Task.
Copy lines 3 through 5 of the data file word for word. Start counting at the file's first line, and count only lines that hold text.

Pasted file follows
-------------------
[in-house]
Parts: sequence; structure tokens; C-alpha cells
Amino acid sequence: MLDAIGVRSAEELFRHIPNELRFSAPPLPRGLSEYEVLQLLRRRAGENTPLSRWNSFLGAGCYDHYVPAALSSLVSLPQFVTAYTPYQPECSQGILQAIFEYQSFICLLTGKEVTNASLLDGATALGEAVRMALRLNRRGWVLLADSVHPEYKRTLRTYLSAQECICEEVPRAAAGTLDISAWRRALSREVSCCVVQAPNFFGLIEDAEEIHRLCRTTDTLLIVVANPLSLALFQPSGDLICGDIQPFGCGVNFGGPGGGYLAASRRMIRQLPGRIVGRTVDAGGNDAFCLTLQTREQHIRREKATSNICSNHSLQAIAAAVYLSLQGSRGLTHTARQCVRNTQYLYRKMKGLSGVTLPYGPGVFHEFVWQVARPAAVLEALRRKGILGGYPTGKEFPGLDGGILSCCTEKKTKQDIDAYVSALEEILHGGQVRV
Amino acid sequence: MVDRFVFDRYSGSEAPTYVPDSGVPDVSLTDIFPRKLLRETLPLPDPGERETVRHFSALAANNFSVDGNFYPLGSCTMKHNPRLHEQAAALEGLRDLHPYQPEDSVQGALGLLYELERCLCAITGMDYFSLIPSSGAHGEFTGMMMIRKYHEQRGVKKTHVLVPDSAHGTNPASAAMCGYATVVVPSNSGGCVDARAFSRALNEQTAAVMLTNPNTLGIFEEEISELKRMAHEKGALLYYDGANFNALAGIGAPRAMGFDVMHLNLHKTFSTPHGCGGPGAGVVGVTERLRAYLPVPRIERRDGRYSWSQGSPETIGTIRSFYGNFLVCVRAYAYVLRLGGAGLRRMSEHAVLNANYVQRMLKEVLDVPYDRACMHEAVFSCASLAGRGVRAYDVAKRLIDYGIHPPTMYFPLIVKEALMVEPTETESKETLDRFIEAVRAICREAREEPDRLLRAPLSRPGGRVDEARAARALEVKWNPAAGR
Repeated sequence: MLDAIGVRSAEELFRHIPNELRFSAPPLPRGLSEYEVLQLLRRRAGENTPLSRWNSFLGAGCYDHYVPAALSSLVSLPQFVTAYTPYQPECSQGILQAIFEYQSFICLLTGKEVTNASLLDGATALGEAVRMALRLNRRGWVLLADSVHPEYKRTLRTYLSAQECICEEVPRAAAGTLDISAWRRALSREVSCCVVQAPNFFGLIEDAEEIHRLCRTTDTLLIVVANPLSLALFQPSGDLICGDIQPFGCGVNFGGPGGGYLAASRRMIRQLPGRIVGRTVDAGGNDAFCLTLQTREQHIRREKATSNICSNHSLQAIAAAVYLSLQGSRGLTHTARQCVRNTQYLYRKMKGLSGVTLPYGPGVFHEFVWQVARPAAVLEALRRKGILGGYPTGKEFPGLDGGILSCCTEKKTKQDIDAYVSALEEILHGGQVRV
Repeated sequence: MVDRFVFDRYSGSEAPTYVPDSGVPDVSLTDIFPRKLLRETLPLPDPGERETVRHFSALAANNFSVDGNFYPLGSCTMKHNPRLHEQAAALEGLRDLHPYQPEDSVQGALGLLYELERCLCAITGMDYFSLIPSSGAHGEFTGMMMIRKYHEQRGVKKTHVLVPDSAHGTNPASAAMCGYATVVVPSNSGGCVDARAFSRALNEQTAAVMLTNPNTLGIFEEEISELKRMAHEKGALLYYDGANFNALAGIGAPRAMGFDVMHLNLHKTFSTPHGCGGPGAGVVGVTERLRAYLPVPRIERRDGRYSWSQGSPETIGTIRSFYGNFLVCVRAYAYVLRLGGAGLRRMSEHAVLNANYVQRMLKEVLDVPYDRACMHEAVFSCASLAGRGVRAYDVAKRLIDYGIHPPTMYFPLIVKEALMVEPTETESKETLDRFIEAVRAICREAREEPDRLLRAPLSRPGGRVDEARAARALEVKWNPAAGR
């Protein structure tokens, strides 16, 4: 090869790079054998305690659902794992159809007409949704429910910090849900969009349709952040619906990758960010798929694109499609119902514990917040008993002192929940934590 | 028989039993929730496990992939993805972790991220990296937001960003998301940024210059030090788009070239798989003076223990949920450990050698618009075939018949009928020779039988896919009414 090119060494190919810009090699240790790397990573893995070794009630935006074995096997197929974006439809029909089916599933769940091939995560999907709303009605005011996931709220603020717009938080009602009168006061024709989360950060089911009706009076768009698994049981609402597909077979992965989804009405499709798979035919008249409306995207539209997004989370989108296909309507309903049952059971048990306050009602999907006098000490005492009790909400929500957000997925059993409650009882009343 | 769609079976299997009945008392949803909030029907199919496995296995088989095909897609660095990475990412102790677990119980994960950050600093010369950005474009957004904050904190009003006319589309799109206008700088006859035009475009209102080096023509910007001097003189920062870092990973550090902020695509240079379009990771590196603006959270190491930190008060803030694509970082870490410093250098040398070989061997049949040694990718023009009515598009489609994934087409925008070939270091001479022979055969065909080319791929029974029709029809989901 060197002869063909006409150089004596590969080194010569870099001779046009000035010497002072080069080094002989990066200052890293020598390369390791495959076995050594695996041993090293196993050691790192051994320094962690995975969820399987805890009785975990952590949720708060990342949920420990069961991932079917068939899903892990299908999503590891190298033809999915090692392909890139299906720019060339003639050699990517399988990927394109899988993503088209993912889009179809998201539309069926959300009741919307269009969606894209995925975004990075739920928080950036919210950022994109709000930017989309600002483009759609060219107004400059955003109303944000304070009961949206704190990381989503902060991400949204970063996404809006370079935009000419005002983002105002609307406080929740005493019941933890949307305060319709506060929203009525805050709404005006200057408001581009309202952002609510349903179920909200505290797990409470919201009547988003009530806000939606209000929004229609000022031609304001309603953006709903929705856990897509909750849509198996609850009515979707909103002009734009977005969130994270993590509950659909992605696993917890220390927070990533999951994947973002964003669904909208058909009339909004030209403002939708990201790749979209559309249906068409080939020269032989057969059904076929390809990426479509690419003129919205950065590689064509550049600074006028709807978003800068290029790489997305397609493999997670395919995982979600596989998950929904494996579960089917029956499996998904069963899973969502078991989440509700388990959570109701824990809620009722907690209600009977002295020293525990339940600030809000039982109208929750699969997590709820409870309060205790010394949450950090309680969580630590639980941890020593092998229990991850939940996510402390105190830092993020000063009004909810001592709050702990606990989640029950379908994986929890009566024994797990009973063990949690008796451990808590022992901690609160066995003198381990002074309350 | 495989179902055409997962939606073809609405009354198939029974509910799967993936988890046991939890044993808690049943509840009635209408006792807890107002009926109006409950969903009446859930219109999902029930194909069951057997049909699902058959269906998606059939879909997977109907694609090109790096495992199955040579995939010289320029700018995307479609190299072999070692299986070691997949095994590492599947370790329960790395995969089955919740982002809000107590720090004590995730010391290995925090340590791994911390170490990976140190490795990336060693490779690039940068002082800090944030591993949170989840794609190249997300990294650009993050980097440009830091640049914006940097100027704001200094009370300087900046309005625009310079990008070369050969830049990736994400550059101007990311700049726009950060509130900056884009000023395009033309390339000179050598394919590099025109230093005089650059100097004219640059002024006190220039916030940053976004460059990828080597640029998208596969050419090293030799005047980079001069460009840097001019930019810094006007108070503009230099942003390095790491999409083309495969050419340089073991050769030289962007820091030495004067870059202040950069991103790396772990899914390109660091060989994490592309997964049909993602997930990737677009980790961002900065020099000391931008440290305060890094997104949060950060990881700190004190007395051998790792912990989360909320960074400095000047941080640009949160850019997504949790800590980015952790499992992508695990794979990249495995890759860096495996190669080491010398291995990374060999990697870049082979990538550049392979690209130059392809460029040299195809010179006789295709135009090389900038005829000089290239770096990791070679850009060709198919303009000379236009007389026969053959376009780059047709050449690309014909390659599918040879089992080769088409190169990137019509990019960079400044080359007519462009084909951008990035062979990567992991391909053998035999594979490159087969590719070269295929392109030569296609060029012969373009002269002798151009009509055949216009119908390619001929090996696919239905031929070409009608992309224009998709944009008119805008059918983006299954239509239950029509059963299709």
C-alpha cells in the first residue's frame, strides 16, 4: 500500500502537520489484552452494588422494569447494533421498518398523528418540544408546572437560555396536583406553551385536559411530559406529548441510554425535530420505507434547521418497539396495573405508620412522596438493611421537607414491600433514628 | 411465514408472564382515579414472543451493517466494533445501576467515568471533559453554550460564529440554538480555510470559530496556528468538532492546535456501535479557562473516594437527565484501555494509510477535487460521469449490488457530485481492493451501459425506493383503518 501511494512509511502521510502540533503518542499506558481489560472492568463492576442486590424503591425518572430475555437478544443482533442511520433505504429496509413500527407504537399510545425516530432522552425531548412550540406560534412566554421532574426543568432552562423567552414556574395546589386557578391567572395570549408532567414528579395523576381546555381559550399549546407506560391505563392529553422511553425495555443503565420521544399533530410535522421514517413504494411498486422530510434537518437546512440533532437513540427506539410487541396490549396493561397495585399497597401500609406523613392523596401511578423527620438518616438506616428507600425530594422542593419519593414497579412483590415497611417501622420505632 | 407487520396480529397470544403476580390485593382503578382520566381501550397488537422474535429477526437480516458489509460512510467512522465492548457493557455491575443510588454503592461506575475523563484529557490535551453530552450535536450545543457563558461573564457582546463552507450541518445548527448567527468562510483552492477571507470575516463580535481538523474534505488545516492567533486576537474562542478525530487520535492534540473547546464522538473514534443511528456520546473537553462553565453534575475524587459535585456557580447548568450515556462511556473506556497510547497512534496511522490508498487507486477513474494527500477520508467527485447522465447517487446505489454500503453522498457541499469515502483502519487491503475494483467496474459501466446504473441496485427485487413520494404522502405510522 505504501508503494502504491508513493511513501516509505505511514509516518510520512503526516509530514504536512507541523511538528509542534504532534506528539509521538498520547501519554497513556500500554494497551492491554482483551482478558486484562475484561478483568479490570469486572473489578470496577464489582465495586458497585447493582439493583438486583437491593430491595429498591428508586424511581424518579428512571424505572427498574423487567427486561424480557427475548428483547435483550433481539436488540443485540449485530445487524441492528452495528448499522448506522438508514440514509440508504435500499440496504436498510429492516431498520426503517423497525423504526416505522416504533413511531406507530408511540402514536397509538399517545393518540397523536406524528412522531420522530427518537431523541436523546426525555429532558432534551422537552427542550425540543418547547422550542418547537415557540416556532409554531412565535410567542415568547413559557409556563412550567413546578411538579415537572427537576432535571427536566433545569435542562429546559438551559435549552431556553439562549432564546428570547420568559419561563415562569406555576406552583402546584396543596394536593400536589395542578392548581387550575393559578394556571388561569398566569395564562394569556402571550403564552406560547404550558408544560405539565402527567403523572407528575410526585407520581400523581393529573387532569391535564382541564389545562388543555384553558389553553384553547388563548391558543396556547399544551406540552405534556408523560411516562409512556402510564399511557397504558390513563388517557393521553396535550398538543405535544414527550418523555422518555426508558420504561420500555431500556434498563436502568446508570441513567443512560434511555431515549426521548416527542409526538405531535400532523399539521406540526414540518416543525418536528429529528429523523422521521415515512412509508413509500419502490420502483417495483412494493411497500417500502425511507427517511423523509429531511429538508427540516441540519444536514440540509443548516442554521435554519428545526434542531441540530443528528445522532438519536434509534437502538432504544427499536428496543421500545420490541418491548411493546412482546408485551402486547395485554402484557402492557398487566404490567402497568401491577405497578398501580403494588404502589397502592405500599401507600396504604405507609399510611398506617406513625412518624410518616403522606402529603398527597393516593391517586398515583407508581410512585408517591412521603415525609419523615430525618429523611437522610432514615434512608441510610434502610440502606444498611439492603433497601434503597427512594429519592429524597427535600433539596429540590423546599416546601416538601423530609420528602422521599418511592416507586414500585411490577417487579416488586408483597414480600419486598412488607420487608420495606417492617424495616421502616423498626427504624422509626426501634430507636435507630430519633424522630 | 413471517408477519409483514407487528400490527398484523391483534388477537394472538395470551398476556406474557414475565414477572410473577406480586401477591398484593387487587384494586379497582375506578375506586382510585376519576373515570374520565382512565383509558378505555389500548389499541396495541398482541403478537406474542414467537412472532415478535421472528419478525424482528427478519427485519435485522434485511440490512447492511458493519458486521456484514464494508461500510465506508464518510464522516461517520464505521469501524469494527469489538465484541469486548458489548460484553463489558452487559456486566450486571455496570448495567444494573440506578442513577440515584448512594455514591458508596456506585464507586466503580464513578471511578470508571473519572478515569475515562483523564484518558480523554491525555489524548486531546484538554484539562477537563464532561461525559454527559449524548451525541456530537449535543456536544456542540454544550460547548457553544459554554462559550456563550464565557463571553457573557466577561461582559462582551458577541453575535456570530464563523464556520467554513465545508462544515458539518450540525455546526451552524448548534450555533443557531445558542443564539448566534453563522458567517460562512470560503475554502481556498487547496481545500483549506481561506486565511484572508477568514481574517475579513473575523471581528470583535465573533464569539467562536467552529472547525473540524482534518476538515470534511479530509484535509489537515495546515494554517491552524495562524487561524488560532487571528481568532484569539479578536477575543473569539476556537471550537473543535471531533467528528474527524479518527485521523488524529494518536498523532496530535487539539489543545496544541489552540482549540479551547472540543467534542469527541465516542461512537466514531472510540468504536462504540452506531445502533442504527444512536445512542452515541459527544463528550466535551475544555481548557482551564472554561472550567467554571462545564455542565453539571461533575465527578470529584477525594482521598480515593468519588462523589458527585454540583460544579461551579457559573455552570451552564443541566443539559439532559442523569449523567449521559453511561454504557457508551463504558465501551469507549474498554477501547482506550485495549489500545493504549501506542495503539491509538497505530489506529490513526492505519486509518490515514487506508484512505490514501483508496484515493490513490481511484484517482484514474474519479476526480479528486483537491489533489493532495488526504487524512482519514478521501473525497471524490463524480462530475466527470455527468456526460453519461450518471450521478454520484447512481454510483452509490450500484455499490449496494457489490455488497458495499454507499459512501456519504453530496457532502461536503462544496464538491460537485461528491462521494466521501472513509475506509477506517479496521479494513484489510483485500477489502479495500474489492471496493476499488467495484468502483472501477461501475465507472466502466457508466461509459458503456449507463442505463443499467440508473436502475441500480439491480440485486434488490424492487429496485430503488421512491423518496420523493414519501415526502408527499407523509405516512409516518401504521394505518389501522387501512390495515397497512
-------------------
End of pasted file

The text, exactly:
Amino acid sequence: MLDAIGVRSAEELFRHIPNELRFSAPPLPRGLSEYEVLQLLRRRAGENTPLSRWNSFLGAGCYDHYVPAALSSLVSLPQFVTAYTPYQPECSQGILQAIFEYQSFICLLTGKEVTNASLLDGATALGEAVRMALRLNRRGWVLLADSVHPEYKRTLRTYLSAQECICEEVPRAAAGTLDISAWRRALSREVSCCVVQAPNFFGLIEDAEEIHRLCRTTDTLLIVVANPLSLALFQPSGDLICGDIQPFGCGVNFGGPGGGYLAASRRMIRQLPGRIVGRTVDAGGNDAFCLTLQTREQHIRREKATSNICSNHSLQAIAAAVYLSLQGSRGLTHTARQCVRNTQYLYRKMKGLSGVTLPYGPGVFHEFVWQVARPAAVLEALRRKGILGGYPTGKEFPGLDGGILSCCTEKKTKQDIDAYVSALEEILHGGQVRV
Amino acid sequence: MVDRFVFDRYSGSEAPTYVPDSGVPDVSLTDIFPRKLLRETLPLPDPGERETVRHFSALAANNFSVDGNFYPLGSCTMKHNPRLHEQAAALEGLRDLHPYQPEDSVQGALGLLYELERCLCAITGMDYFSLIPSSGAHGEFTGMMMIRKYHEQRGVKKTHVLVPDSAHGTNPASAAMCGYATVVVPSNSGGCVDARAFSRALNEQTAAVMLTNPNTLGIFEEEISELKRMAHEKGALLYYDGANFNALAGIGAPRAMGFDVMHLNLHKTFSTPHGCGGPGAGVVGVTERLRAYLPVPRIERRDGRYSWSQGSPETIGTIRSFYGNFLVCVRAYAYVLRLGGAGLRRMSEHAVLNANYVQRMLKEVLDVPYDRACMHEAVFSCASLAGRGVRAYDVAKRLIDYGIHPPTMYFPLIVKEALMVEPTETESKETLDRFIEAVRAICREAREEPDRLLRAPLSRPGGRVDEARAARALEVKWNPAAGR
Repeated sequence: MLDAIGVRSAEELFRHIPNELRFSAPPLPRGLSEYEVLQLLRRRAGENTPLSRWNSFLGAGCYDHYVPAALSSLVSLPQFVTAYTPYQPECSQGILQAIFEYQSFICLLTGKEVTNASLLDGATALGEAVRMALRLNRRGWVLLADSVHPEYKRTLRTYLSAQECICEEVPRAAAGTLDISAWRRALSREVSCCVVQAPNFFGLIEDAEEIHRLCRTTDTLLIVVANPLSLALFQPSGDLICGDIQPFGCGVNFGGPGGGYLAASRRMIRQLPGRIVGRTVDAGGNDAFCLTLQTREQHIRREKATSNICSNHSLQAIAAAVYLSLQGSRGLTHTARQCVRNTQYLYRKMKGLSGVTLPYGPGVFHEFVWQVARPAAVLEALRRKGILGGYPTGKEFPGLDGGILSCCTEKKTKQDIDAYVSALEEILHGGQVRV